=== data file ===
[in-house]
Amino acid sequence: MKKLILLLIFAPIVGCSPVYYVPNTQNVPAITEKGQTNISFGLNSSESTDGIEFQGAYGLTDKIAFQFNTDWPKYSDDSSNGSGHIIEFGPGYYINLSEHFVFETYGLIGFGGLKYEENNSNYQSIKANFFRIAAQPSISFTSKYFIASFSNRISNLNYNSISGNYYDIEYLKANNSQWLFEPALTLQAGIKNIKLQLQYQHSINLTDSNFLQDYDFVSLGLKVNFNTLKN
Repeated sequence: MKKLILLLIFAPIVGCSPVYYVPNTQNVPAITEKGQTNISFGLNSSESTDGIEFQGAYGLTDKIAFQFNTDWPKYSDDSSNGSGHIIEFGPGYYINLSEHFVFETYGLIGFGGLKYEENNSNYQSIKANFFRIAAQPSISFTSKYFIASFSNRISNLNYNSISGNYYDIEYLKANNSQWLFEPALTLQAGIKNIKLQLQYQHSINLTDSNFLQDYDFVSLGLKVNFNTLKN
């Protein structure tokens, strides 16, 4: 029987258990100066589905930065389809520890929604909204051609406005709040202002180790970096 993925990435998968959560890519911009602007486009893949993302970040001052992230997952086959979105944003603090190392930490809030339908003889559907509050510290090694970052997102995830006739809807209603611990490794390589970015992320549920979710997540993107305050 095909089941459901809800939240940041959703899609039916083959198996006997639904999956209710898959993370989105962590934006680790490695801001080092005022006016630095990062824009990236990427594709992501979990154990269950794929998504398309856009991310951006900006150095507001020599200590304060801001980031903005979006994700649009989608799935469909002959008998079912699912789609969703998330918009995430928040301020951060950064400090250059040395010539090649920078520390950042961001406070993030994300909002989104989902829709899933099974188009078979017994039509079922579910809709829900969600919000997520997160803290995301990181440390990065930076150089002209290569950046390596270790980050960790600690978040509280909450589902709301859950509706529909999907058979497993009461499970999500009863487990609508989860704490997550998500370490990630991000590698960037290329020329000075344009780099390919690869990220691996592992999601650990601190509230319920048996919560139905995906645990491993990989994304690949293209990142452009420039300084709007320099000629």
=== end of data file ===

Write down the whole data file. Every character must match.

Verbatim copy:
[in-house]
Amino acid sequence: MKKLILLLIFAPIVGCSPVYYVPNTQNVPAITEKGQTNISFGLNSSESTDGIEFQGAYGLTDKIAFQFNTDWPKYSDDSSNGSGHIIEFGPGYYINLSEHFVFETYGLIGFGGLKYEENNSNYQSIKANFFRIAAQPSISFTSKYFIASFSNRISNLNYNSISGNYYDIEYLKANNSQWLFEPALTLQAGIKNIKLQLQYQHSINLTDSNFLQDYDFVSLGLKVNFNTLKN
Repeated sequence: MKKLILLLIFAPIVGCSPVYYVPNTQNVPAITEKGQTNISFGLNSSESTDGIEFQGAYGLTDKIAFQFNTDWPKYSDDSSNGSGHIIEFGPGYYINLSEHFVFETYGLIGFGGLKYEENNSNYQSIKANFFRIAAQPSISFTSKYFIASFSNRISNLNYNSISGNYYDIEYLKANNSQWLFEPALTLQAGIKNIKLQLQYQHSINLTDSNFLQDYDFVSLGLKVNFNTLKN
């Protein structure tokens, strides 16, 4: 029987258990100066589905930065389809520890929604909204051609406005709040202002180790970096 993925990435998968959560890519911009602007486009893949993302970040001052992230997952086959979105944003603090190392930490809030339908003889559907509050510290090694970052997102995830006739809807209603611990490794390589970015992320549920979710997540993107305050 095909089941459901809800939240940041959703899609039916083959198996006997639904999956209710898959993370989105962590934006680790490695801001080092005022006016630095990062824009990236990427594709992501979990154990269950794929998504398309856009991310951006900006150095507001020599200590304060801001980031903005979006994700649009989608799935469909002959008998079912699912789609969703998330918009995430928040301020951060950064400090250059040395010539090649920078520390950042961001406070993030994300909002989104989902829709899933099974188009078979017994039509079922579910809709829900969600919000997520997160803290995301990181440390990065930076150089002209290569950046390596270790980050960790600690978040509280909450589902709301859950509706529909999907058979497993009461499970999500009863487990609508989860704490997550998500370490990630991000590698960037290329020329000075344009780099390919690869990220691996592992999601650990601190509230319920048996919560139905995906645990491993990989994304690949293209990142452009420039300084709007320099000629």